One man who has been appointed to instil a passing philosophy at a big club is Brendan Rodgers, how long do you think it will realistically take him to implement a successful passing game at Anfield?
It’s noticeable already that Rodgers has got them building out from defence, with the centre backs opening up, one midfielder dropping deep to pick the ball up and the full backs pushing up. However it will take time to try and get it working. There will be matches where the team may lack penetration or where they’ll concede goals by giving possession away at the back. I watched the friendly against Roma and there was a number of sideways passes given away which put them under pressure, especially with the space between defenders. I don’t think there are quite the players available to make it work as well as Rodgers probably wants it too so it will take time.
Andre Villas -Boas pointed out a few months ago that implementing a passing game in the Barcelona mould is not possible in the Premier League, because of the tempo, the aggression and tenacity of the English game, would you agree with this view?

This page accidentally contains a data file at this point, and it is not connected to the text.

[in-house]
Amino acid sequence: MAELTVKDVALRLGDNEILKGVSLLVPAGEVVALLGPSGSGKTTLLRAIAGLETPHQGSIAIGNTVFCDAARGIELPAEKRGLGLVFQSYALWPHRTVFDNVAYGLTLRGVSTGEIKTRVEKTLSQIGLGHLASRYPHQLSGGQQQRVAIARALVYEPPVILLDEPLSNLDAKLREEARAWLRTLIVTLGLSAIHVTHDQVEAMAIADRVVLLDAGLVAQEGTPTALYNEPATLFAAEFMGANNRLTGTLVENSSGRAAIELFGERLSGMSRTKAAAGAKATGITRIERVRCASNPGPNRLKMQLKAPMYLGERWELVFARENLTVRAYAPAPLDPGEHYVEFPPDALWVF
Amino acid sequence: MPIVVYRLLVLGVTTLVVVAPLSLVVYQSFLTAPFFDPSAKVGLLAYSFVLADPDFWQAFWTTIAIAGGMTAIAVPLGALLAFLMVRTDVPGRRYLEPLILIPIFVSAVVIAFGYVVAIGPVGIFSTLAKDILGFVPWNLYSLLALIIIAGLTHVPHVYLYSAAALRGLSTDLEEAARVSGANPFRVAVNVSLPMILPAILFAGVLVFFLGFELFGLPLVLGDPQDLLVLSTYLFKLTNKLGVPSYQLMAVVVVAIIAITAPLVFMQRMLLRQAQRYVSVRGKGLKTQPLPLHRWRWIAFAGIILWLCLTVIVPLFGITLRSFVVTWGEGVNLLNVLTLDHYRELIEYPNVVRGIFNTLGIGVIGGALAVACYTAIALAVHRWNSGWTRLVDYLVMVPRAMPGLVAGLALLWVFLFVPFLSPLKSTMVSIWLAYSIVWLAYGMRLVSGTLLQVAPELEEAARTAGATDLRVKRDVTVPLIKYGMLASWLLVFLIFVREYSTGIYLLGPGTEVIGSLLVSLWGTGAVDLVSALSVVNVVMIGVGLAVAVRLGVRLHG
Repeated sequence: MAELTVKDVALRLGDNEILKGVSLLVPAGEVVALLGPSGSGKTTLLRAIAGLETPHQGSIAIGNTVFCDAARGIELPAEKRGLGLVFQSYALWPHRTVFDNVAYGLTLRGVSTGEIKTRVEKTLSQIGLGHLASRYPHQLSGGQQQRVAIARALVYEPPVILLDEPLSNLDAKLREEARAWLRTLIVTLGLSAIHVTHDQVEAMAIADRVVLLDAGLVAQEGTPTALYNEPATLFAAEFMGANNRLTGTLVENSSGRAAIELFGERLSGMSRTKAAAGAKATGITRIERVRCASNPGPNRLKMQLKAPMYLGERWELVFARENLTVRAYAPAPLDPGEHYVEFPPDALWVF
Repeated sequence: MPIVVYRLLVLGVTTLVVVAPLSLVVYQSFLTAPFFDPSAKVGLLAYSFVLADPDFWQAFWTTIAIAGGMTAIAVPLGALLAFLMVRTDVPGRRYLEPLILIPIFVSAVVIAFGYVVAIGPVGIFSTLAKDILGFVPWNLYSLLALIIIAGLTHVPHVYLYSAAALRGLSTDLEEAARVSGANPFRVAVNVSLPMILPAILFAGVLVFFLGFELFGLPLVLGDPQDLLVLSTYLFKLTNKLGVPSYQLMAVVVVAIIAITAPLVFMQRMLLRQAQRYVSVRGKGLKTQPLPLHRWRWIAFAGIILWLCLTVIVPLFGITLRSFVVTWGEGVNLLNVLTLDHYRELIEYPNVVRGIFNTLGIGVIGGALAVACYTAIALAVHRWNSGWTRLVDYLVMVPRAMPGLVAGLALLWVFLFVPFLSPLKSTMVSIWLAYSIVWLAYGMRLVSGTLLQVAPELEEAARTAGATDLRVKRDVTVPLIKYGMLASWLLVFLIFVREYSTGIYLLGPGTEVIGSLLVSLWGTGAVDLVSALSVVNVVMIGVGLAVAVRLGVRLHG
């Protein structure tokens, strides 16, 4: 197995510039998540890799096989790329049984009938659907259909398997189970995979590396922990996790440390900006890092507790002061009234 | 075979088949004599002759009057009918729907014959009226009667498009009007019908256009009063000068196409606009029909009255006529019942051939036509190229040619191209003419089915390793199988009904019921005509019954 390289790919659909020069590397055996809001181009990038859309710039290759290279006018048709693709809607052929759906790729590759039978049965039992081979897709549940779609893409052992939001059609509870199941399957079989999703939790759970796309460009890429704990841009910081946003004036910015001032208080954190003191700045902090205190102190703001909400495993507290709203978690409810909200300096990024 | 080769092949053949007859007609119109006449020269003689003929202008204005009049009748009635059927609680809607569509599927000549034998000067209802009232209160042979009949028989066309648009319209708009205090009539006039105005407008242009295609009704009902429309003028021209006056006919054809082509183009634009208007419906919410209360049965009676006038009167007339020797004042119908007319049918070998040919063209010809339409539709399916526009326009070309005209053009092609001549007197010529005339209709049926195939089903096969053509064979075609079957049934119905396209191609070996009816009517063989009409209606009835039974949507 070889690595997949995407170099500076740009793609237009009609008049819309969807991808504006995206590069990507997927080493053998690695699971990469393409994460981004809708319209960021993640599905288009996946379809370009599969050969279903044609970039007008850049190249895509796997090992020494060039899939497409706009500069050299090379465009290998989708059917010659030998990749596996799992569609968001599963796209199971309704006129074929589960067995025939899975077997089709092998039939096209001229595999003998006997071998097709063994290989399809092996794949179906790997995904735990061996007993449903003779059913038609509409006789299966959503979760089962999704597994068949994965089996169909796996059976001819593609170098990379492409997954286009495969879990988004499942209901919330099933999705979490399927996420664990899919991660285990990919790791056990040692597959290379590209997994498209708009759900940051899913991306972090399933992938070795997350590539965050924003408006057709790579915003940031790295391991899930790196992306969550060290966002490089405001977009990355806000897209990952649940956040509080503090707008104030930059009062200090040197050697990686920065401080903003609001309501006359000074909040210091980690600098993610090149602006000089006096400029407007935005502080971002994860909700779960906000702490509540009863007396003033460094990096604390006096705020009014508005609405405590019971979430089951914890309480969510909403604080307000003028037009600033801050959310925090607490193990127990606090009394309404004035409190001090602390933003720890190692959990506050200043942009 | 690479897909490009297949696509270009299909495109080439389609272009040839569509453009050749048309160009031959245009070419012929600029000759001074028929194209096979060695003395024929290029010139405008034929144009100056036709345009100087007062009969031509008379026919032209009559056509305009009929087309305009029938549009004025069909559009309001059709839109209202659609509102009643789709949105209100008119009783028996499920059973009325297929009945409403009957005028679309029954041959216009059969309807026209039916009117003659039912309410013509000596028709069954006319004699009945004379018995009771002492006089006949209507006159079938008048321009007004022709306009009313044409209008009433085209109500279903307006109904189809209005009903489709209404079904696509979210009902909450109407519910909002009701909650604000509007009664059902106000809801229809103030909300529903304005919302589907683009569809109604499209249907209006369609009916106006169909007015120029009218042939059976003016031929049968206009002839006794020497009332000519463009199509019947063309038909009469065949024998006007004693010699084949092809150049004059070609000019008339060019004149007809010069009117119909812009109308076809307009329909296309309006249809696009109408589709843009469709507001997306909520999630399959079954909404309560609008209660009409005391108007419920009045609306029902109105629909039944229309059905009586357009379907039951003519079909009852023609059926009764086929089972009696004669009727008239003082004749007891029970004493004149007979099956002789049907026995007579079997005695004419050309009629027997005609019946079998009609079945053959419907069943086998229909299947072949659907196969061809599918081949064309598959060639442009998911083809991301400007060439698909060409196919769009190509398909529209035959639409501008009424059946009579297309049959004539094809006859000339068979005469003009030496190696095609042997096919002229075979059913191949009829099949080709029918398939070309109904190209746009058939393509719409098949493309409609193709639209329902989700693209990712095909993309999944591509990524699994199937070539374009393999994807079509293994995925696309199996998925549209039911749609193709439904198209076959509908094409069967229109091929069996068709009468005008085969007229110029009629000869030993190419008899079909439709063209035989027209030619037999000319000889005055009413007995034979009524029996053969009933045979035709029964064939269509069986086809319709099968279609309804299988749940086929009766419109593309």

I think so. The Barcelona style is different to anyone else’s because of the way they carry it out. They try to have as much control over a game as possible and that can be difficult against opposition who are aggressive and play at a high tempo. I’m not sure whether it’s impossible – if you have the right quality of players then maybe you can. But if you look at Barcelona’s game - the slow transitions from defence to attack, the continuous switches of play, often playing into pressure etc - then that is clearly very difficult to carry out in general and certainly in England.
Speaking of Villas-Boas, although he had immense success at Porto, his system didn’t exactly work out at Chelsea, do you feel his methods can work at in the Premier League and more specifically at Spurs?